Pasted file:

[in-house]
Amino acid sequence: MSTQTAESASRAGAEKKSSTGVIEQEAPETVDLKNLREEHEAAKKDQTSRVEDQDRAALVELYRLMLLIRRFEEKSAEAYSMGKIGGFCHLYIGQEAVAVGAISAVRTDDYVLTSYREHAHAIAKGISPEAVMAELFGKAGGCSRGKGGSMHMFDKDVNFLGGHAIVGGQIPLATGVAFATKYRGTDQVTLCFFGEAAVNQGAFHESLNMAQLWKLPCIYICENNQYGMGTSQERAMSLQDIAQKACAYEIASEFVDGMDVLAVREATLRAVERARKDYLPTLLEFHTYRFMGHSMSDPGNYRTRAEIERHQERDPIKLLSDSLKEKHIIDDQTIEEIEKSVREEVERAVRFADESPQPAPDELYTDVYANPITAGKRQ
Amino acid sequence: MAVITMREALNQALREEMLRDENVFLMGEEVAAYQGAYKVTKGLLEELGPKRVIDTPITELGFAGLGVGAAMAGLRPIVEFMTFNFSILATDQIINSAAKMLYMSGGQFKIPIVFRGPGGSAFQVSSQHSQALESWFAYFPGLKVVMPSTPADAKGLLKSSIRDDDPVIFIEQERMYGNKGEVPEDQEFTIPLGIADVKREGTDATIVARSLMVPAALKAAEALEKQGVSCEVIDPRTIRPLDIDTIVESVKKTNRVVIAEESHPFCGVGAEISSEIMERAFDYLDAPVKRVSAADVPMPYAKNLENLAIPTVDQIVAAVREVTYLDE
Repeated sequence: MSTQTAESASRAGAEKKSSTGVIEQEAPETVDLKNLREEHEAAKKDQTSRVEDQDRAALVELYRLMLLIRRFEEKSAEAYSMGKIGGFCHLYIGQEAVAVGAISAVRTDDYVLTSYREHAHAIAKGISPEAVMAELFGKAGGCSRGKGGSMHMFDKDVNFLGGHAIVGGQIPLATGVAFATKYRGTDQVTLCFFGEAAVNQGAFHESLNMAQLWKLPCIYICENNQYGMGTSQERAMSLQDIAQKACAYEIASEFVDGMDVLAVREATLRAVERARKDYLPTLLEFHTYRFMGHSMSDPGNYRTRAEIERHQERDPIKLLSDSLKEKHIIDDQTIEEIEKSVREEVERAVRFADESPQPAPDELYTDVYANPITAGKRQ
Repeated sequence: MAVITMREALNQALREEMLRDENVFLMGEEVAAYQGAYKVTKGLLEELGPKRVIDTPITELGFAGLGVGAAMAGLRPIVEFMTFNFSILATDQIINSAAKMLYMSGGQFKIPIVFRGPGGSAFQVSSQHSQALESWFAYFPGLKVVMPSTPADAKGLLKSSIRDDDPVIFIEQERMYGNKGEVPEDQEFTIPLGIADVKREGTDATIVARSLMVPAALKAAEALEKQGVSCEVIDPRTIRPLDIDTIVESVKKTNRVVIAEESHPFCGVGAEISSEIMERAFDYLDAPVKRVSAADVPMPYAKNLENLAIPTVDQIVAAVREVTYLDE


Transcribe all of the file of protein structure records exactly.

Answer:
[in-house]
Amino acid sequence: MSTQTAESASRAGAEKKSSTGVIEQEAPETVDLKNLREEHEAAKKDQTSRVEDQDRAALVELYRLMLLIRRFEEKSAEAYSMGKIGGFCHLYIGQEAVAVGAISAVRTDDYVLTSYREHAHAIAKGISPEAVMAELFGKAGGCSRGKGGSMHMFDKDVNFLGGHAIVGGQIPLATGVAFATKYRGTDQVTLCFFGEAAVNQGAFHESLNMAQLWKLPCIYICENNQYGMGTSQERAMSLQDIAQKACAYEIASEFVDGMDVLAVREATLRAVERARKDYLPTLLEFHTYRFMGHSMSDPGNYRTRAEIERHQERDPIKLLSDSLKEKHIIDDQTIEEIEKSVREEVERAVRFADESPQPAPDELYTDVYANPITAGKRQ
Amino acid sequence: MAVITMREALNQALREEMLRDENVFLMGEEVAAYQGAYKVTKGLLEELGPKRVIDTPITELGFAGLGVGAAMAGLRPIVEFMTFNFSILATDQIINSAAKMLYMSGGQFKIPIVFRGPGGSAFQVSSQHSQALESWFAYFPGLKVVMPSTPADAKGLLKSSIRDDDPVIFIEQERMYGNKGEVPEDQEFTIPLGIADVKREGTDATIVARSLMVPAALKAAEALEKQGVSCEVIDPRTIRPLDIDTIVESVKKTNRVVIAEESHPFCGVGAEISSEIMERAFDYLDAPVKRVSAADVPMPYAKNLENLAIPTVDQIVAAVREVTYLDE
Repeated sequence: MSTQTAESASRAGAEKKSSTGVIEQEAPETVDLKNLREEHEAAKKDQTSRVEDQDRAALVELYRLMLLIRRFEEKSAEAYSMGKIGGFCHLYIGQEAVAVGAISAVRTDDYVLTSYREHAHAIAKGISPEAVMAELFGKAGGCSRGKGGSMHMFDKDVNFLGGHAIVGGQIPLATGVAFATKYRGTDQVTLCFFGEAAVNQGAFHESLNMAQLWKLPCIYICENNQYGMGTSQERAMSLQDIAQKACAYEIASEFVDGMDVLAVREATLRAVERARKDYLPTLLEFHTYRFMGHSMSDPGNYRTRAEIERHQERDPIKLLSDSLKEKHIIDDQTIEEIEKSVREEVERAVRFADESPQPAPDELYTDVYANPITAGKRQ
Repeated sequence: MAVITMREALNQALREEMLRDENVFLMGEEVAAYQGAYKVTKGLLEELGPKRVIDTPITELGFAGLGVGAAMAGLRPIVEFMTFNFSILATDQIINSAAKMLYMSGGQFKIPIVFRGPGGSAFQVSSQHSQALESWFAYFPGLKVVMPSTPADAKGLLKSSIRDDDPVIFIEQERMYGNKGEVPEDQEFTIPLGIADVKREGTDATIVARSLMVPAALKAAEALEKQGVSCEVIDPRTIRPLDIDTIVESVKKTNRVVIAEESHPFCGVGAEISSEIMERAFDYLDAPVKRVSAADVPMPYAKNLENLAIPTVDQIVAAVREVTYLDE